Friday, September 5, 2014

Progress made on core memory issues, more to do, plus keypunch restoration well along


I completed assembly and wiring of the keypunch with the aid of Doug Martin who stopped by today. The keypunch fed cards well and stacked them quite nicely too, but several things were not right.

Card registration and punching were not yet working. The program card unit was frozen in the up position, with no movement at all on the lever that lowers the star pins down onto the card drum to read the program card. The keyboard wouldn't rotate freely when inserted, staying rotated about 30 degrees to the right. The mechanism was dusty and some parts could use new lubrication. The aluminum parts had some surface corrosion but the stainless steel sections were all good except for one rail that sits in front at the bottom of the stacker, which had rust spots.

Looking beyond the temporary problems and cosmetics, however, I could see that this was lightly used, with little visible wear mechanically. The rubber rollers were in great condition, no flat spots or slippery surface sheen. For a unit that hadn't been turned on in decades, it surprisingly stayed well adjusted and was remarkably quiet in operation.

I worked away on cleaning it up, applied the grease and oil everywhere it belonged, even freeing up the frozen axle for the program card unit. The mechanism sounds perfect now that it is properly lubricated and the star pins lower and raise with ease. I repaired the keyboard rotation guides and have it oriented as I like.

The contacts on all the CBs - cam operated contacts that make and break circuits at specific rotational points in the machine operating cycle - were black with oxidation. That meant that most of them are not conducting electricity, an excellent explanation for why the machine doesn't recognize that a card is registered for punching. I did some work on them with IPA and with an electronics contact cleaner, but more is needed before it will work properly.

The relay contacts were less oxidized. I give them a precautionary treatment with spray on contact cleaner, but they all seemed to be doing their job well. On a side note, not all contact cleaners are the same - some include mineral oil or other lubricants, which just accelerate the accumulation of dust in the future.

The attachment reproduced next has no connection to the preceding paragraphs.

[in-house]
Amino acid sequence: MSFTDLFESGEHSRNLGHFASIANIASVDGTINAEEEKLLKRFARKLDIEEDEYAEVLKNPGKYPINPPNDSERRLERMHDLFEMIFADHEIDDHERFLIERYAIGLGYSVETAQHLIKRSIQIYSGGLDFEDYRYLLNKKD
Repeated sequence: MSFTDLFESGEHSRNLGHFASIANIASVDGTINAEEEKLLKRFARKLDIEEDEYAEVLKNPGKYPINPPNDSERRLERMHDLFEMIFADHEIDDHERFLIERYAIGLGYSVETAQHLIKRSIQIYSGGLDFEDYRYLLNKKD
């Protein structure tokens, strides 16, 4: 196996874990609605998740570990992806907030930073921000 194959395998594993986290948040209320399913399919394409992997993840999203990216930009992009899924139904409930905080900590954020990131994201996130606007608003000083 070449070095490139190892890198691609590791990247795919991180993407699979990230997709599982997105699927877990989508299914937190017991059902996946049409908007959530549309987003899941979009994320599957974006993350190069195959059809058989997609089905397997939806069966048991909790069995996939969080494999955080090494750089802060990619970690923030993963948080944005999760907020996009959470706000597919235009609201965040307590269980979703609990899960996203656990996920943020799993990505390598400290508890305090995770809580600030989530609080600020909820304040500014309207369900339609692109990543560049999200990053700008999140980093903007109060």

I believe that once I properly clean the CB contacts - three for the feed cycle and 5 or 6 for a punch cycle - I should have a solidly working keypunch machine. I expect to complete this Saturday (tomorrow), before my trip to the east coast which will take me away from this rescue/restoration for most of a week.


Something was injecting a 1 bit into certain positions of the B register anytime it was transferring IO fields - which it does as part of a CE storage load or when Load mode is set by the operator on the rotary mode switch and Program Start is pushed.  I had to find and fix whatever was doing this, which takes a bit of work since the inverted inputs to the B register are all wired together - what IBM calls a 'dot OR' - thus if any gate is pulling it down to 0 the result is a 1 bit.

Each section of the machine is expected to only pull down when that device has exclusive use of the IO bus, but something is jamming the bus all the time. I can check the state of any output that feeds this 'dot OR' and they will all be at zero if some gate is actively low. No separation that would allow me to look independently at each source. No means of disconnecting some of the signals, other than yanking out the logic cards that contain the output gate wired into the 'dot OR'.

I picked a bit position - bit 1 - and methodically yanked every card that drives the IO bus for position 1. With seven SLT cards sitting on the table, I brought up the machine and saw that it was not jamming in the 1 any more. I could see the B register flicker the 1 bit when the program had been occuring, now it was off unless I set bit 1 to on with the console data switches. In that case, it was solidly on.

I seemed to me that one set of cards I was removing were already a bit loose, which might have been the cause, but I was in a hurry to try out my test with the seven removed, so I didn't investigate that any further. I began adding in cards, one peripheral device controller at a time, looking to see when it went back to the flickering bit 1 on the panel. It never did - causing me to naively believe that my problem was fully fixed.

However, when I went to normal mode and displayed a location, I found that now I was getting bits 1 and 5, like before, but also the entire lower half of the word - bits 8 to 15 - were all on!. The problem progressed to a wider set of symptoms, although I had at least fixed the flickering bit 1 and 5 during storage load.

It is my guess that there are loose cards in the compartments, one or more of which I made looser while pulling and replacing the seven specific cards. It was getting late, so I shut down for the night but the plan of action is to pull and re-seat all cards in all compartments of the A and B gates, then see what shape the machine is in.

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